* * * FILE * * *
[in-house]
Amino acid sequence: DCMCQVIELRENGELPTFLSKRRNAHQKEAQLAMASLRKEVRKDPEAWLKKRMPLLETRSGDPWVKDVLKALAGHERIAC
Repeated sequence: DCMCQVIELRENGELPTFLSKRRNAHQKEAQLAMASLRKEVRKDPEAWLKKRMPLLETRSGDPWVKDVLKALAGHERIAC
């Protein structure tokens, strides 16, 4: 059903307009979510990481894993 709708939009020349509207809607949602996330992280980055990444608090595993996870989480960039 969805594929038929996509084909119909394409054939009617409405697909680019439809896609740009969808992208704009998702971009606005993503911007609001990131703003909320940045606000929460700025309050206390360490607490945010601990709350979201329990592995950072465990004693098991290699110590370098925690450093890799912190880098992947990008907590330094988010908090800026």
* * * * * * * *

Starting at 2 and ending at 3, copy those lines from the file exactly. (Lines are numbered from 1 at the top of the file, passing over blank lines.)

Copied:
Amino acid sequence: DCMCQVIELRENGELPTFLSKRRNAHQKEAQLAMASLRKEVRKDPEAWLKKRMPLLETRSGDPWVKDVLKALAGHERIAC
Repeated sequence: DCMCQVIELRENGELPTFLSKRRNAHQKEAQLAMASLRKEVRKDPEAWLKKRMPLLETRSGDPWVKDVLKALAGHERIAC